Fake Food is Cheap
People often ask me how I can afford to “eat organic.” It’s so expensive, they say. And they’re right.
Thanks to heavy government subsidies, foods produced by cheap corn and then trucked all over the nation are often less expensive than locally produced goods. Corn is everywhere, even though you can’t see it. As Michael Pollan wrote:
If you are what you eat, and especially if you eat industrial food, as 99 percent of Americans do, what you are is “corn.”
. . . Take a typical fast food meal. Corn is the sweetener in the soda. It’s in the corn-fed beef Big Mac patty, and in the high-fructose syrup in the bun, and in the secret sauce. Slim Jims are full of corn syrup, dextrose, cornstarch, and a great many additives. The “four different fuels” in a Lunchables meal, are all essentially corn-based. The chicken nugget—including feed for the chicken, fillers, binders, coating, and dipping sauce—is all corn. The french fries are made from potatoes, but odds are they’re fried in corn oil, the source of 50 percent of their calories. Even the salads at McDonald’s are full of high-fructose corn syrup and thickeners made from corn.
Thanks to documentaries like Food, Inc., people are becoming leery of high fructose corn syrup, pesticide, MSG, and GMO laden foods . . . and they’re changing their buying habits. Unfortunately, companies have capitalized on this and begun offering organic versions of fake food (highly processed foods with minimal nutritional value).
Organic Fake Food is REALLY Expensive
Organic corn dogs, pop tarts, and imitation Oreos are both expensive and unhealthy. Yes, they are healthier than the original, but not worth the price. People that simply want to take everything in their junk food pantry and replace it with an organic version are headed for two major letdowns: They won’t feel much better and it’s going to cost a fortune.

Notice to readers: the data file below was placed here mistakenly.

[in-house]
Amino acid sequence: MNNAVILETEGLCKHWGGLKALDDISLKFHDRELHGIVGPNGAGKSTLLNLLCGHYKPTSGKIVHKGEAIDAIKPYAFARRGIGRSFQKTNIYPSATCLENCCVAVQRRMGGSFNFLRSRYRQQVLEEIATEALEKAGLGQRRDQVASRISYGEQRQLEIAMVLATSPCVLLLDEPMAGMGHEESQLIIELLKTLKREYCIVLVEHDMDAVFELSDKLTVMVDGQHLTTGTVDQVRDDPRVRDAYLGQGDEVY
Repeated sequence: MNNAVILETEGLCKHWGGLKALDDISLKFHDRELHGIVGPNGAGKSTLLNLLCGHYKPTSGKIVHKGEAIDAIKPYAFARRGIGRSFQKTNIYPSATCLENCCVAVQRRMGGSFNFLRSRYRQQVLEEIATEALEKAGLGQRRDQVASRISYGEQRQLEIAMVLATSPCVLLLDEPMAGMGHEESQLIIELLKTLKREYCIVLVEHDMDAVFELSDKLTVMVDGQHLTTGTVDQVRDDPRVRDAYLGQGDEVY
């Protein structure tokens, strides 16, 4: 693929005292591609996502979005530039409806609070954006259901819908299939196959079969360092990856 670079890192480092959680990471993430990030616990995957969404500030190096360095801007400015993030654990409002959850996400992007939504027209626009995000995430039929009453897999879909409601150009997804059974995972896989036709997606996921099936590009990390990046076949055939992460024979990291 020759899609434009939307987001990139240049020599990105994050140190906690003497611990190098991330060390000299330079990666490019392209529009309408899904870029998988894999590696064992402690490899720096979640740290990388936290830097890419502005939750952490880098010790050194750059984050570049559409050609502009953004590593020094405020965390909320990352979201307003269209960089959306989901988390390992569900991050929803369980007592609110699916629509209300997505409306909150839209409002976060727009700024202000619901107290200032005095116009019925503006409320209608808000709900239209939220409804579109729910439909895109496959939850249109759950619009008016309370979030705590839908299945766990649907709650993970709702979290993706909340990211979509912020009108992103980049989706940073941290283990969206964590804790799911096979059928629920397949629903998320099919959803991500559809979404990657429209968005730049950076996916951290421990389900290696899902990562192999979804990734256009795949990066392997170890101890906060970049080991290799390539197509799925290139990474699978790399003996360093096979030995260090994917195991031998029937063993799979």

Real Food is More Expensive Than Fake Food
. . . but less expensive than the diabetes, blood pressure and cholesterol medication you’re going to need if you stay on the junk. Whatever your budget, you can afford to buy real food. Here are some of my favorite blog posts on how to do just that. Check them out!
First up is Kristen, the genius behind Food Renegade. I can say genius because I knew her when she was an undergrad in the Philosophy program at DBU and she is extremely intelligent.
I feed my family of four nourishing, real foods on far less than the federal food stamp allotment for a family my size ($668/month). It takes a lot of thought, planning, and detective work to eat this way, but I do it.
Food Renegade, Eating Real Food on A Budget
This one is a MUST READ for anyone interested in getting the most bang for your buck. Ann Marie (aka Cheeseslave) does a fantastic breakdown of the per ounce cost of nutrient dense foods that is very eye opening. And her case for pastured eggs as a budget food is really good. My favorite part though, are the Trader Joe’s egg cartons. Don’t miss that.
It’s true that pastured eggs cost more. But isn’t it obvious that it is worth it? You’d have to eat 5 supermarket eggs to get the same amount of vitamin D from one pastured egg. You may be able to buy a dozen eggs for a buck or two at the grocery store, but you get what you pay for. The national average for pastured eggs is about $4-5 per dozen. However, they are worth that in terms of nutrient density.
Cheeseslave, Pastured Vs. Free Range Eggs
Kelly the Kitchen Kop has put together an index of all her money-saving ideas. This woman is my hero, ya’ll. She rescued Chinese food from never-never land and put it back on our family’s real food table. If you’ve never tried her egg roll recipe you’re missing out. Check out her post: Nourishing, Frugal Healthy Meals for cost cutting and recipe ideas.
Also, don’t miss The Nourishing Cook’s “Bang For Your Buck” recipes. In the coming weeks and months I will be posting more tips for how to save time and money without compromising on nutrition, but I need your help.